Members of the parliamentary inquiry into fake news have been targeted by an anonymous group which may have spent £250,000 spreading pro-Brexit messages on Facebook.
Damian Collins and Paul Farrelly were among the MPs whose constituents were targeted by the campaign to "chuck Chequers", which is estimated to have reached between 10 and 11 million people on Facebook.
The campaign was run by a site calling itself "Mainstream Network", an apparently legitimate news website, running pro-Brexit articles on business and politics.
Its Facebook adverts urged voters to email their MP asking them to "chuck Chequers". Once the user clicked on the ad, it generated a pre-addressed email to the MP.
Mainstream Network has no named organisation, UK address, group or individuals connected with it, and this information cannot be found.
Mr Collins chairs the digital, culture, media and sport (DCMS) committee, which released details of the campaign.
He said: "Here we have an example of a clearly sophisticated organisation spending lots of money on a political campaign, and we have absolutely no idea who is behind it.
Mike Harris, chief executive of 89up, the digital agency which passed details of the campaign to the DCMS committee, said: "We looked at the WordPress code, we looked at the digital fingerprint.
"They have done a very very thorough job of hiding."
Facebook will have the names attached to the credit cards used to pay for adverts. The social media firm confirmed that it would respond to requests from law enforcement agencies or the Electoral Commission.
In addition to campaigns, Mainstream Network also promoted its own content. Its 20 most popular articles have had more than 140,000 social media engagements, with the vast majority coming on Facebook. Given its lack of natural appeal, this suggests it has spent significant money to promote its news items.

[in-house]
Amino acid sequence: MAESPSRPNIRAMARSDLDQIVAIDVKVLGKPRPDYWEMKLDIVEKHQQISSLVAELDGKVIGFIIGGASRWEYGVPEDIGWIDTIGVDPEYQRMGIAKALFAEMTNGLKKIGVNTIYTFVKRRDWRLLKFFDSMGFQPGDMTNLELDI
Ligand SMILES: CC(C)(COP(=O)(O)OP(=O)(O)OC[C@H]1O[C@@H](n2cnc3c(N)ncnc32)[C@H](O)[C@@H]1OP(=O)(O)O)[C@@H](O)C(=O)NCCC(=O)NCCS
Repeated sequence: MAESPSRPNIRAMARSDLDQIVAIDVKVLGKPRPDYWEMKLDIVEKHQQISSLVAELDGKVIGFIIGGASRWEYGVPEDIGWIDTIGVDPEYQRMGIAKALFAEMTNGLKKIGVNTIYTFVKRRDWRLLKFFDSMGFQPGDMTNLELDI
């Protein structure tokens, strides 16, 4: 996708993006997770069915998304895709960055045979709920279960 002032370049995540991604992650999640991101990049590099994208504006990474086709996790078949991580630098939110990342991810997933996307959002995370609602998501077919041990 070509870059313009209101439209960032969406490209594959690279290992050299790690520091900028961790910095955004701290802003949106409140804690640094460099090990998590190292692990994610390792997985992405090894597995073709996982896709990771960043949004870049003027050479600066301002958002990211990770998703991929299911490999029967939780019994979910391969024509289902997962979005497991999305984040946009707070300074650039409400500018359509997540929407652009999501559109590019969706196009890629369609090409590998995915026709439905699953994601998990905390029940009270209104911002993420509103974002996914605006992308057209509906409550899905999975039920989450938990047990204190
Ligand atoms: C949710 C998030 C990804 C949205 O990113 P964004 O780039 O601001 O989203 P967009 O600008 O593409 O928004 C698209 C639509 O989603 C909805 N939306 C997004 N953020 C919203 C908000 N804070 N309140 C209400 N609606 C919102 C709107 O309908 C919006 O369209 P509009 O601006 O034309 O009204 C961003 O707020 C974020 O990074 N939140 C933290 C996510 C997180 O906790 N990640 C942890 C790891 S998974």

Since Mainstream Network first appeared on 15 February, 89up estimates that it could have spent as much as £257,000 on Facebook ads – a rough guess based on a cost of 75p per Facebook share.
By contrast, UKIP has declared just £114,000 since the beginning of 2018.
On Tuesday, Facebook announced new requirements obliging political advertisers to confirm their identity and location, and to disclose who is paying for ads. These will come into force from 7 November.
"We know we can't prevent election interference alone and offering more ad transparency allows journalists, researchers and other interested parties to raise important questions," the firm said in a statement.
Mr Harris said that as soon as Facebook's new requirements were announced, Mainstream Network took down its 70 ads on Facebook.
Other MPs targeted by the campaign included Labour's Gloria de Piero and the Conservatives' Rebecca Pow, Alex Burghardt and Bob Neill, all of whom voted to remain in the European Union. However, Mr Harris believes the campaign was potentially far more widespread.
"This is part of a sophisticated advertising campaign, with pages setup to target users in every key constituency in the UK, with bespoke localised messaging; encouraging users to lobby their respective MPs," 89up said in its submission to the committee.
Rob Leathern, director of product management at Facebook, said: "On 7 November, all advertisers will have new requirements before they can place political ads in the UK, including Mainstream Network.
"These advertisers will need to confirm their identity and location through an authorisations process and accurately represent the organisation or person paying for the ad in a disclaimer.
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"These steps must happen or the advertiser will be prevented from running ads related to politics on Facebook.
"We know we can't prevent election interference alone and offering more ad transparency allows journalists, researchers and other interested parties to raise important questions."